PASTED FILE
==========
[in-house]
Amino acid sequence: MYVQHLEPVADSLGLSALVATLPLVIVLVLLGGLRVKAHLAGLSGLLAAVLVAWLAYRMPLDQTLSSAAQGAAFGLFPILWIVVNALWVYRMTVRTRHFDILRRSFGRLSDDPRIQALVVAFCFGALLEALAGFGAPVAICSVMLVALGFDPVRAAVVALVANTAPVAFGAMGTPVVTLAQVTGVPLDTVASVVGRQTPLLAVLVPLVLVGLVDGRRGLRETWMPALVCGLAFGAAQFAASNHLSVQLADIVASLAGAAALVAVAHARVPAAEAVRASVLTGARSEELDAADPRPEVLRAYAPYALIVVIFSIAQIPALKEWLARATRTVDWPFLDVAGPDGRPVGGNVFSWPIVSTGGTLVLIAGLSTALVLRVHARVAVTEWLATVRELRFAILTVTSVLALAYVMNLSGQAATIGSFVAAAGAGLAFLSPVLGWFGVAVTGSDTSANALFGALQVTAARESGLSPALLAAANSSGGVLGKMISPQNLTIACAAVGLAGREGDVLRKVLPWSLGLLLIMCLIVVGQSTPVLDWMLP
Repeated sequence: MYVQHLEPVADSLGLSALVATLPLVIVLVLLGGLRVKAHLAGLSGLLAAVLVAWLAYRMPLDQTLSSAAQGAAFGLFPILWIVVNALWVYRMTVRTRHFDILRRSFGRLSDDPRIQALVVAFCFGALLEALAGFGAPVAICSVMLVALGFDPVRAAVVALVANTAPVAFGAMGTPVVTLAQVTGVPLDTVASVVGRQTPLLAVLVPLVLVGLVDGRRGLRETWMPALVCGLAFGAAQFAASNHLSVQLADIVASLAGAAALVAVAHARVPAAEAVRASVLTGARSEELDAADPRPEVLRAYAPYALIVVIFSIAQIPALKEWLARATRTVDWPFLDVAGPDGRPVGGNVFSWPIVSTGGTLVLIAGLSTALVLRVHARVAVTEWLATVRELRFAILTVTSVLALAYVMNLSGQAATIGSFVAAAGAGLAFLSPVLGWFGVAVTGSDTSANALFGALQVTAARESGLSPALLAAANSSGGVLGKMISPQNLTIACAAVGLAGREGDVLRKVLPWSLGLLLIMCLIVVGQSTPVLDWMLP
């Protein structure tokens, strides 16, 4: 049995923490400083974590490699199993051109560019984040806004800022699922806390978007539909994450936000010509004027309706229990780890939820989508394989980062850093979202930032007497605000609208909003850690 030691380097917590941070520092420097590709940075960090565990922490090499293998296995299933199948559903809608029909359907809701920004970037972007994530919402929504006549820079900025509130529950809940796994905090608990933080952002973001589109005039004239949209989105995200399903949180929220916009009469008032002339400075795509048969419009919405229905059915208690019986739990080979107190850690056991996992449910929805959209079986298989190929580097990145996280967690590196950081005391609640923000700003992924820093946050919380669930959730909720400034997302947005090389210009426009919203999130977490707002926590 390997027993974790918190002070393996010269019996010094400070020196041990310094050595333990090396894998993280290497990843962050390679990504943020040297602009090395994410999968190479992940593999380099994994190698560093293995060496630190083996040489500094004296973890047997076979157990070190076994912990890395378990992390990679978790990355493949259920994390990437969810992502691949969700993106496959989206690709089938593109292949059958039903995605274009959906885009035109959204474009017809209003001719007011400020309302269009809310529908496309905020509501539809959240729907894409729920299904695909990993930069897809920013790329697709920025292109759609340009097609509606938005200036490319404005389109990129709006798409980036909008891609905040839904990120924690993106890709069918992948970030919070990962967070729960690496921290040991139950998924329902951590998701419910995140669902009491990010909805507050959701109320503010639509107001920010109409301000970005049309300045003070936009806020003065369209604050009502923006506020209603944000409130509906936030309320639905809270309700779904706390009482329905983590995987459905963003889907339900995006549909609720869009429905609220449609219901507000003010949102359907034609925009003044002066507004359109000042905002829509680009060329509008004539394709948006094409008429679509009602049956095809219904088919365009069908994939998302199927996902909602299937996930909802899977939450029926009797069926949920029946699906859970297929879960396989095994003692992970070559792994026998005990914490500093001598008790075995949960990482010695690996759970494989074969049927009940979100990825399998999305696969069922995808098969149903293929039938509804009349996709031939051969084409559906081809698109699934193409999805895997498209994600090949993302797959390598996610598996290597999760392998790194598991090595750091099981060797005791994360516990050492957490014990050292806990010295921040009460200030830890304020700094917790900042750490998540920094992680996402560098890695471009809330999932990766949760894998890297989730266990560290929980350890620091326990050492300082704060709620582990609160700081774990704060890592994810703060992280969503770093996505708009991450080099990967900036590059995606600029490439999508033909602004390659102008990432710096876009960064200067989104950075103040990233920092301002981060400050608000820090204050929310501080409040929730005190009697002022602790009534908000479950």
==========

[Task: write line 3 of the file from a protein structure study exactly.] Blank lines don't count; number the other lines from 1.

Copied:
Repeated sequence: MYVQHLEPVADSLGLSALVATLPLVIVLVLLGGLRVKAHLAGLSGLLAAVLVAWLAYRMPLDQTLSSAAQGAAFGLFPILWIVVNALWVYRMTVRTRHFDILRRSFGRLSDDPRIQALVVAFCFGALLEALAGFGAPVAICSVMLVALGFDPVRAAVVALVANTAPVAFGAMGTPVVTLAQVTGVPLDTVASVVGRQTPLLAVLVPLVLVGLVDGRRGLRETWMPALVCGLAFGAAQFAASNHLSVQLADIVASLAGAAALVAVAHARVPAAEAVRASVLTGARSEELDAADPRPEVLRAYAPYALIVVIFSIAQIPALKEWLARATRTVDWPFLDVAGPDGRPVGGNVFSWPIVSTGGTLVLIAGLSTALVLRVHARVAVTEWLATVRELRFAILTVTSVLALAYVMNLSGQAATIGSFVAAAGAGLAFLSPVLGWFGVAVTGSDTSANALFGALQVTAARESGLSPALLAAANSSGGVLGKMISPQNLTIACAAVGLAGREGDVLRKVLPWSLGLLLIMCLIVVGQSTPVLDWMLP